Each process running on a machine uses some memory, allocating memory on a heap or in the stack. In linux system there is a way to know how to get information about process memory usage, so that you can control how much memory a process is using and also check if there is any memory leak.

If you already know about the different way that a process has to allocate memory, basically stack or heap, you can just go at the end of the page to check wow to get information about process memory usage, skipping the next section. Otherwise, if you still have some doubts about process memory usage and you want to find out more, the next paragraoh could be useful:

In most modern computer systems, each thread has a reserved region of memory referred to as its stack, where data are added and remove in the last-in first-out order. When a function executes, it may add some of its state data to the top of the stack (for example automatic variables); when the function exits it is responsible for removing that data from the stack. So the lifetime of the data stored by a function on the stack and of the function itself are the same.

The heap instead is an area of memory used for dynamic memory allocation, where allocation and deallocation of memory are done in an arbitrary order. In C++, for example, when you use the new operator to allocate memory, to create an object, this memory is assigned from the heap. The objects stored in the heap survive after the funtion that created them terminates. This could be very useful, but it could also lead to memory leak problem, since is the programmer that has to take care of the deallocation of the memory.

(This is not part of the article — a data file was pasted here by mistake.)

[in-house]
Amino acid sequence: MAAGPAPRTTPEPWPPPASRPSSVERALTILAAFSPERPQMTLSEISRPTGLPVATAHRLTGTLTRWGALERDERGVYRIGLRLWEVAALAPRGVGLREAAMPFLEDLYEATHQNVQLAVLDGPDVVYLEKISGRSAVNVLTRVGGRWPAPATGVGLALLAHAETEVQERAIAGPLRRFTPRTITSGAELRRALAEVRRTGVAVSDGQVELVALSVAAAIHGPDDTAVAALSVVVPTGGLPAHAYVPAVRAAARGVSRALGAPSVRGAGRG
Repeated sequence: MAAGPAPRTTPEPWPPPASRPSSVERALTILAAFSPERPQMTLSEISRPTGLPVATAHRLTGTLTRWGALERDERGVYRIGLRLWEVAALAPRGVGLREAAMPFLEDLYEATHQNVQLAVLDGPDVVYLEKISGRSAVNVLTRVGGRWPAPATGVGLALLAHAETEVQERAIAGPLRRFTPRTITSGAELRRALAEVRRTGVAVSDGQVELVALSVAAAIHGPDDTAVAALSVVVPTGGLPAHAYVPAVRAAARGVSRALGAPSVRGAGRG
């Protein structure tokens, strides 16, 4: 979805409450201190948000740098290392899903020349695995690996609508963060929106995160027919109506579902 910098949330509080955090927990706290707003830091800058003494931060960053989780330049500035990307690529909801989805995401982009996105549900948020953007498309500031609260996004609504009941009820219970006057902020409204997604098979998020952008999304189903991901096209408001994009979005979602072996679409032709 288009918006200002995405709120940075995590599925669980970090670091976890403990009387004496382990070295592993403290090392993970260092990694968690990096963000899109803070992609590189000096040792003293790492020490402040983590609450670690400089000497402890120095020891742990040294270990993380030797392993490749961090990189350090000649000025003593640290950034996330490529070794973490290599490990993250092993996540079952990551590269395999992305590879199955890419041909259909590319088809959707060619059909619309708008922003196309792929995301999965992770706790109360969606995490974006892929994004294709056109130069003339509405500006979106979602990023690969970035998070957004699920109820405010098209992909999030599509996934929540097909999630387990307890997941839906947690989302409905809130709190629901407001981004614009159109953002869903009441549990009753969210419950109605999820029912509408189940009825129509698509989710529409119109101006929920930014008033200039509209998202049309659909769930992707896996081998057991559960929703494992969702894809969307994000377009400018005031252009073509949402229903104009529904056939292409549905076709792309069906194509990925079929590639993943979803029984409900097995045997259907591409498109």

How to get information about process memory usage:

Now that we all know something about how a process use the memory, the Unix system offer you a very simple way to monitor the memory usage of a process. The only thing that you need is know the process id (for example using the “ps aux” comman),
One you have the PID (process id), you can just check /proc/”PID”/statm, that will provide you this information:

size            total program size  (same as VmSize in /proc/[pid]/status)
resident    resident set size  (same as VmRSS in /proc/[pid]/status)
share        shared pages (from shared mappings)
text            text (code)
lib              library (unused in Linux 2.6)
data          data + stack
dt              dirty pages (unused in Linux 2.6)

If you need other information (more that memory usage) of a process, check /proc/”PID”, you’ll find more other information)
Just check man proc to get an overview of all the information that you can find on a process.